SANGHAR: New research by the department of archeology at Shah Abdul Latif University has found traces of a third-century settlement in Brahmanabad in Pakistan’s southern Sindh province, an area previously believed to have been settled in the eighth century by Arab ruler Muhammand Bin Qasim.
A team of around 20 archaeologists started excavation on the site in December under the supervision of Dr. Ghulam Muhiuddin Veesar as part of a joint project of the Sindh culture department and Shah Abdul Latif University in Khairpur.
Brahmanabad was the historic capital of the Muslim Caliphate in Sindh during the eighth century, under the Umayyad Caliphate and then the Abbasid Caliphate, from the year 750 AD to 1006 AD.
“Through material we got, we can say that this settlement of Brahmanabad also existed in the third century AD and people lived here, proving that the settlement is of a pre-Islamic era,” Veesar told Arab News.
This is the third such excavation on the archaeological site in the last 180 years.
The first one took place in 1854 during British rule and the second one was in 1962 by a government of Pakistan team which found relics of a mosque at the site but no signs of pre-Islamic life. Research on Brahmanabad also suggests the city may have been a hub of economic activity. An earlier study had found coins and other artifacts that were moved to the British Museum and Bombay before Pakistan was born out of the Indian partition.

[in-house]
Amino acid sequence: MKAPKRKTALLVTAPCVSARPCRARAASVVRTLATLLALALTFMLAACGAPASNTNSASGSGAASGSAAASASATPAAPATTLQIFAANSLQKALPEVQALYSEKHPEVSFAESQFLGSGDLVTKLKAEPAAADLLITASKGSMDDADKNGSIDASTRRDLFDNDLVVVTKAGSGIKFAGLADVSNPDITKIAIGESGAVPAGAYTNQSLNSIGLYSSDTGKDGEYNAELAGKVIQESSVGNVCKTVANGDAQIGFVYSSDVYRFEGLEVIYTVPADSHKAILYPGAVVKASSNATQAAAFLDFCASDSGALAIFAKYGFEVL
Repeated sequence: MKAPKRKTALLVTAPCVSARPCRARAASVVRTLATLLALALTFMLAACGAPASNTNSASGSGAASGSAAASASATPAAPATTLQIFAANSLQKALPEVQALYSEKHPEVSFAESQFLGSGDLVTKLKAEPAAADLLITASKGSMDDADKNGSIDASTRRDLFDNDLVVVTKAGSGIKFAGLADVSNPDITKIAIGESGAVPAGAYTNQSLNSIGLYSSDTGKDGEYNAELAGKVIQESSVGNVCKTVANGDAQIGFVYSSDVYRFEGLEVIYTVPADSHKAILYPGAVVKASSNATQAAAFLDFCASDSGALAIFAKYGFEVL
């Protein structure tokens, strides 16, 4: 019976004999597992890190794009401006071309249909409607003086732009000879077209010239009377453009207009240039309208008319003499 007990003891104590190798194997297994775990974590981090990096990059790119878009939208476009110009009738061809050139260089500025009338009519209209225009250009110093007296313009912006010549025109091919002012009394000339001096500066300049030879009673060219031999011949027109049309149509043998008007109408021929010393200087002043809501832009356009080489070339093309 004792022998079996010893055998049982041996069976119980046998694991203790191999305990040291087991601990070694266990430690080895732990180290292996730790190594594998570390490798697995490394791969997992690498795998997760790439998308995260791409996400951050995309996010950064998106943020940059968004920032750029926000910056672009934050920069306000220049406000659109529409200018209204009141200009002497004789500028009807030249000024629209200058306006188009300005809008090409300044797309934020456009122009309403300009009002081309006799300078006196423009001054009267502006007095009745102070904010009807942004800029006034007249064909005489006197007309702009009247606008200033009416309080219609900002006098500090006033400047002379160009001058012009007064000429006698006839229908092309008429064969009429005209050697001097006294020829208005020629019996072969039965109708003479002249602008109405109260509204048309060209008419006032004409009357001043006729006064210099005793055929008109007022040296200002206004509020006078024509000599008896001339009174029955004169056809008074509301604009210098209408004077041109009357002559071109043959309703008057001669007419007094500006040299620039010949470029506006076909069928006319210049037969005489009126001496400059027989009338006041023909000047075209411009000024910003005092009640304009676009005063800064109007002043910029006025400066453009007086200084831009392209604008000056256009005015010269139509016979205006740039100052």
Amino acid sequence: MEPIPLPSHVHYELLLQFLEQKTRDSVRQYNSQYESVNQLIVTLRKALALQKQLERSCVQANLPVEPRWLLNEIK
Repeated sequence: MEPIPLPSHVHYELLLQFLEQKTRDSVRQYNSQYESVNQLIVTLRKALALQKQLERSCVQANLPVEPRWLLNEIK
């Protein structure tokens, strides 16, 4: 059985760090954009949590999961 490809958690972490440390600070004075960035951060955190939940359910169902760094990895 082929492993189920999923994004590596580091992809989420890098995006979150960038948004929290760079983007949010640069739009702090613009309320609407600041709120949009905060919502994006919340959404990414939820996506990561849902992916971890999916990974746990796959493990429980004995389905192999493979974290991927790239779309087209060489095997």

“We have done both vertical and horizontal excavations so that we may know its cultural phases to determine when the settlement started, how long people were living there,” Veesar said.
He said he believed further excavation could prove people lived in the area even before the third century AD.
“Another important feature we found is that the whole settlement is established on a riverbed. They formed the settlement on mounds of natural silt sand dunes of river bed,” the professor said.
Syed Sardar Ali Shah, Sindh minister for culture, said the findings of the Brahmanabad excavation project were of “high importance.”
“It is a great achievement,” he told Arab News. “The detailed report is awaited, but in the future these findings can be helpful in connecting the linkage with other archaeological sites like Mohenjo Daro,” he added, referring to a World Heritage Site in Sindh, one of the best preserved in South Asia where visitors can see a well-planned city built of unbaked brick dating back to the beginning of the third millennium BC.